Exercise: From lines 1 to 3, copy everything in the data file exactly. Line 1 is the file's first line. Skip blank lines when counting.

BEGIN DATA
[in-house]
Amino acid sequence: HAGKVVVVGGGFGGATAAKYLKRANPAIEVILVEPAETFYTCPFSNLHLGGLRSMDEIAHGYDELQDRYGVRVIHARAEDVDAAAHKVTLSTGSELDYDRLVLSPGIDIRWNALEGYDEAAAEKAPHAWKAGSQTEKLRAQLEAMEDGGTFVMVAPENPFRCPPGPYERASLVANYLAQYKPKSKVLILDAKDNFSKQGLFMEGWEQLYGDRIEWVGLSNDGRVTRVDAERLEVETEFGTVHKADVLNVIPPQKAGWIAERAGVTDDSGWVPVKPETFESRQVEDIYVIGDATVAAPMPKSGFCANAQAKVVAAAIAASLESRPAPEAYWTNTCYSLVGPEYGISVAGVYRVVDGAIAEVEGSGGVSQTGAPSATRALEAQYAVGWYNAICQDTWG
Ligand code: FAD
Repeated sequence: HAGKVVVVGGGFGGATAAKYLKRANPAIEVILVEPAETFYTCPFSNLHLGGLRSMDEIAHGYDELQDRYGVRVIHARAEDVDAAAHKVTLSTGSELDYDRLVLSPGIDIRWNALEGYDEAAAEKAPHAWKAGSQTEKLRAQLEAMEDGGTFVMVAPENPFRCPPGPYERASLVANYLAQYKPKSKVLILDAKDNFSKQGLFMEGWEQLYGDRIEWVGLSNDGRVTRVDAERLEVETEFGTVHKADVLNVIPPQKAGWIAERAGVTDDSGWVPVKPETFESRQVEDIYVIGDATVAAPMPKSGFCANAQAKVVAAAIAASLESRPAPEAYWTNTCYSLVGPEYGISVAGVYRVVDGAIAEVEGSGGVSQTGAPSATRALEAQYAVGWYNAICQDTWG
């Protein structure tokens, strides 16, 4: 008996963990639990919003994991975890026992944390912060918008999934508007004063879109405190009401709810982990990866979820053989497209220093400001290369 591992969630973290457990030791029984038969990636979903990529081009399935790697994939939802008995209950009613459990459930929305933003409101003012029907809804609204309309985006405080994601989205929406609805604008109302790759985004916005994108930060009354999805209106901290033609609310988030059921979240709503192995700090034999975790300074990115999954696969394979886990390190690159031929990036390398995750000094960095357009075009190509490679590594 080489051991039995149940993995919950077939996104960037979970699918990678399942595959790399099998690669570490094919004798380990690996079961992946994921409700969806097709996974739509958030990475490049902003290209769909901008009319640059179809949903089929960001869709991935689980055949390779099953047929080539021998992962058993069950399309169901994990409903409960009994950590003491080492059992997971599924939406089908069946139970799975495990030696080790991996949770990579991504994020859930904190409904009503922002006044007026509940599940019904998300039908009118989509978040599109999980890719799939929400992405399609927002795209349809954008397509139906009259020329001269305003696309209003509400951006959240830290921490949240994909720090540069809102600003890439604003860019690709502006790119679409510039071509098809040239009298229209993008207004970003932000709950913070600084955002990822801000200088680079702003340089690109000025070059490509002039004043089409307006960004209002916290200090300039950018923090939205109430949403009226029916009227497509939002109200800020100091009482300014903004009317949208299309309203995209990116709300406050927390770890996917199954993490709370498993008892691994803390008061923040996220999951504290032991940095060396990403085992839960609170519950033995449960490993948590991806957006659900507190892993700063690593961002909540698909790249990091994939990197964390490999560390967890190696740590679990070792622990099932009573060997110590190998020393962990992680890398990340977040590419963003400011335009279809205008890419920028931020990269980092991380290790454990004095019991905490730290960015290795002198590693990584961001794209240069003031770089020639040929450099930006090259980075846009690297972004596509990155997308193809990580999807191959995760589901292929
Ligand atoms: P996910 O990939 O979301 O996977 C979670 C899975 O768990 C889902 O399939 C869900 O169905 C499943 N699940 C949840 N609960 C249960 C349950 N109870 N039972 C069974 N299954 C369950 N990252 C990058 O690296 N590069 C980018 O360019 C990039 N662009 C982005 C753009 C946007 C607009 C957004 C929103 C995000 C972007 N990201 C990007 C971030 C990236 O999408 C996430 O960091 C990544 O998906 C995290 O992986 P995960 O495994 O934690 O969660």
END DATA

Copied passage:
[in-house]
Amino acid sequence: HAGKVVVVGGGFGGATAAKYLKRANPAIEVILVEPAETFYTCPFSNLHLGGLRSMDEIAHGYDELQDRYGVRVIHARAEDVDAAAHKVTLSTGSELDYDRLVLSPGIDIRWNALEGYDEAAAEKAPHAWKAGSQTEKLRAQLEAMEDGGTFVMVAPENPFRCPPGPYERASLVANYLAQYKPKSKVLILDAKDNFSKQGLFMEGWEQLYGDRIEWVGLSNDGRVTRVDAERLEVETEFGTVHKADVLNVIPPQKAGWIAERAGVTDDSGWVPVKPETFESRQVEDIYVIGDATVAAPMPKSGFCANAQAKVVAAAIAASLESRPAPEAYWTNTCYSLVGPEYGISVAGVYRVVDGAIAEVEGSGGVSQTGAPSATRALEAQYAVGWYNAICQDTWG
Ligand code: FAD